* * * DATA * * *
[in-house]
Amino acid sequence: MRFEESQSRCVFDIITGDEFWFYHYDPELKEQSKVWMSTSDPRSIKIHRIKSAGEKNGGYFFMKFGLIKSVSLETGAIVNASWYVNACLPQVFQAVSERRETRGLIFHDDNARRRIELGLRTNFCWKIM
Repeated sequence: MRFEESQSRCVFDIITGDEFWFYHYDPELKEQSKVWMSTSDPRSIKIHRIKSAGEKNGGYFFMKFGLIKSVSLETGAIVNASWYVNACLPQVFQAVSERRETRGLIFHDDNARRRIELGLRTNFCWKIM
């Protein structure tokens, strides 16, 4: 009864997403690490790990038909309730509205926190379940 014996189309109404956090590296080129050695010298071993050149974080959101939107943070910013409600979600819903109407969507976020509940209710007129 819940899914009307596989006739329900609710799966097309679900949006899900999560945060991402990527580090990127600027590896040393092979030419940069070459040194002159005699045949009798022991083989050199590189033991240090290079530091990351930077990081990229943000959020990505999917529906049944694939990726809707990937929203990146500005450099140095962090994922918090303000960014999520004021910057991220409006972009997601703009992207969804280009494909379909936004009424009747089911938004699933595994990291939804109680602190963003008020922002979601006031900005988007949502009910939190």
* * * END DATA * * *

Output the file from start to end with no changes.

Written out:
[in-house]
Amino acid sequence: MRFEESQSRCVFDIITGDEFWFYHYDPELKEQSKVWMSTSDPRSIKIHRIKSAGEKNGGYFFMKFGLIKSVSLETGAIVNASWYVNACLPQVFQAVSERRETRGLIFHDDNARRRIELGLRTNFCWKIM
Repeated sequence: MRFEESQSRCVFDIITGDEFWFYHYDPELKEQSKVWMSTSDPRSIKIHRIKSAGEKNGGYFFMKFGLIKSVSLETGAIVNASWYVNACLPQVFQAVSERRETRGLIFHDDNARRRIELGLRTNFCWKIM
């Protein structure tokens, strides 16, 4: 009864997403690490790990038909309730509205926190379940 014996189309109404956090590296080129050695010298071993050149974080959101939107943070910013409600979600819903109407969507976020509940209710007129 819940899914009307596989006739329900609710799966097309679900949006899900999560945060991402990527580090990127600027590896040393092979030419940069070459040194002159005699045949009798022991083989050199590189033991240090290079530091990351930077990081990229943000959020990505999917529906049944694939990726809707990937929203990146500005450099140095962090994922918090303000960014999520004021910057991220409006972009997601703009992207969804280009494909379909936004009424009747089911938004699933595994990291939804109680602190963003008020922002979601006031900005988007949502009910939190």